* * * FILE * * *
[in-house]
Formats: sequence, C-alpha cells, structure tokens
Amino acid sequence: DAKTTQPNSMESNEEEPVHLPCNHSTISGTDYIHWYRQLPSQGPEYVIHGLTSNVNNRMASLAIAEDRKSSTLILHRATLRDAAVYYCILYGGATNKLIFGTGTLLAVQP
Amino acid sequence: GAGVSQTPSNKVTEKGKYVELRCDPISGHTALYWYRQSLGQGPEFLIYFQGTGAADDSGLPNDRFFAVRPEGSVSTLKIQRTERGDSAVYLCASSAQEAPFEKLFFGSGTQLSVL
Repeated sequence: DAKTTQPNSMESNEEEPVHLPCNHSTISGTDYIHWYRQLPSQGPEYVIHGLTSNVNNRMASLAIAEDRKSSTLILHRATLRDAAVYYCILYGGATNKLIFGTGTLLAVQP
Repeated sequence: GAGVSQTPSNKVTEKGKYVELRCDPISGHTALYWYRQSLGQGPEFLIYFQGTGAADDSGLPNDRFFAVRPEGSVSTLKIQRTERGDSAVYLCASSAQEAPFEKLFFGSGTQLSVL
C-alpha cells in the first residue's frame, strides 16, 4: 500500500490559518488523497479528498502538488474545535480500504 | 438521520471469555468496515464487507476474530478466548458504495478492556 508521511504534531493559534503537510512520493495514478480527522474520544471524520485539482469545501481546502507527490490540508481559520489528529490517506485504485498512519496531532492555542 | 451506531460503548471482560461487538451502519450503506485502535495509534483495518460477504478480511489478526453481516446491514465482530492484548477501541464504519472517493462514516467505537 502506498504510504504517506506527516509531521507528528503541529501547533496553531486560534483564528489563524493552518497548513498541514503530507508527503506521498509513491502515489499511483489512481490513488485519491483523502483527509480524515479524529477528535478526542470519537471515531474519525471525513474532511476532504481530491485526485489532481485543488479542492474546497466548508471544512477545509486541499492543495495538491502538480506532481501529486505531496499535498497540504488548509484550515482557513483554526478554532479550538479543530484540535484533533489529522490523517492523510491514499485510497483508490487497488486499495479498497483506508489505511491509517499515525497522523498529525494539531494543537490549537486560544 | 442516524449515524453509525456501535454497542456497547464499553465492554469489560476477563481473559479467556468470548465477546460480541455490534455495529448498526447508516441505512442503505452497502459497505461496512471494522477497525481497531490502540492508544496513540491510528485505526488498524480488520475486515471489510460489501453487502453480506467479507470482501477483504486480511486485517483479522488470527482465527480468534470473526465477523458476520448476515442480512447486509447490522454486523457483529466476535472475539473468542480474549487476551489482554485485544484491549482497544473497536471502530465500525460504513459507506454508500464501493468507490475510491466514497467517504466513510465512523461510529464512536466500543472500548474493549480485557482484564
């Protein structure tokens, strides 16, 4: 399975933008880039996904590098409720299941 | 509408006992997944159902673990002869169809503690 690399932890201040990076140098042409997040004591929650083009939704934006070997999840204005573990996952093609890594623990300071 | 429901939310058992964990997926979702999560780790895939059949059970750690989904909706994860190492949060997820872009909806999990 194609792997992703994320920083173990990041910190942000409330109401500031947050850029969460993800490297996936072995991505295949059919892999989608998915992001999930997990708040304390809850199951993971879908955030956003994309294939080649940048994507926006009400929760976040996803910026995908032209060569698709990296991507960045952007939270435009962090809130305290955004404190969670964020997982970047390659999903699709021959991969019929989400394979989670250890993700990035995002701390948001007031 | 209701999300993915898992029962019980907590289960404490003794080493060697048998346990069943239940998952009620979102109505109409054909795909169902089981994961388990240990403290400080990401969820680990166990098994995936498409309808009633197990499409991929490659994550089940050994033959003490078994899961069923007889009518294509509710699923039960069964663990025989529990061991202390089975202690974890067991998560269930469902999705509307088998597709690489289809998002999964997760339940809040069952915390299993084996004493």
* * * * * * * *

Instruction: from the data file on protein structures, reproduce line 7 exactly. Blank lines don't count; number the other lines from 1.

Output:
C-alpha cells in the first residue's frame, strides 16, 4: 500500500490559518488523497479528498502538488474545535480500504 | 438521520471469555468496515464487507476474530478466548458504495478492556 508521511504534531493559534503537510512520493495514478480527522474520544471524520485539482469545501481546502507527490490540508481559520489528529490517506485504485498512519496531532492555542 | 451506531460503548471482560461487538451502519450503506485502535495509534483495518460477504478480511489478526453481516446491514465482530492484548477501541464504519472517493462514516467505537 502506498504510504504517506506527516509531521507528528503541529501547533496553531486560534483564528489563524493552518497548513498541514503530507508527503506521498509513491502515489499511483489512481490513488485519491483523502483527509480524515479524529477528535478526542470519537471515531474519525471525513474532511476532504481530491485526485489532481485543488479542492474546497466548508471544512477545509486541499492543495495538491502538480506532481501529486505531496499535498497540504488548509484550515482557513483554526478554532479550538479543530484540535484533533489529522490523517492523510491514499485510497483508490487497488486499495479498497483506508489505511491509517499515525497522523498529525494539531494543537490549537486560544 | 442516524449515524453509525456501535454497542456497547464499553465492554469489560476477563481473559479467556468470548465477546460480541455490534455495529448498526447508516441505512442503505452497502459497505461496512471494522477497525481497531490502540492508544496513540491510528485505526488498524480488520475486515471489510460489501453487502453480506467479507470482501477483504486480511486485517483479522488470527482465527480468534470473526465477523458476520448476515442480512447486509447490522454486523457483529466476535472475539473468542480474549487476551489482554485485544484491549482497544473497536471502530465500525460504513459507506454508500464501493468507490475510491466514497467517504466513510465512523461510529464512536466500543472500548474493549480485557482484564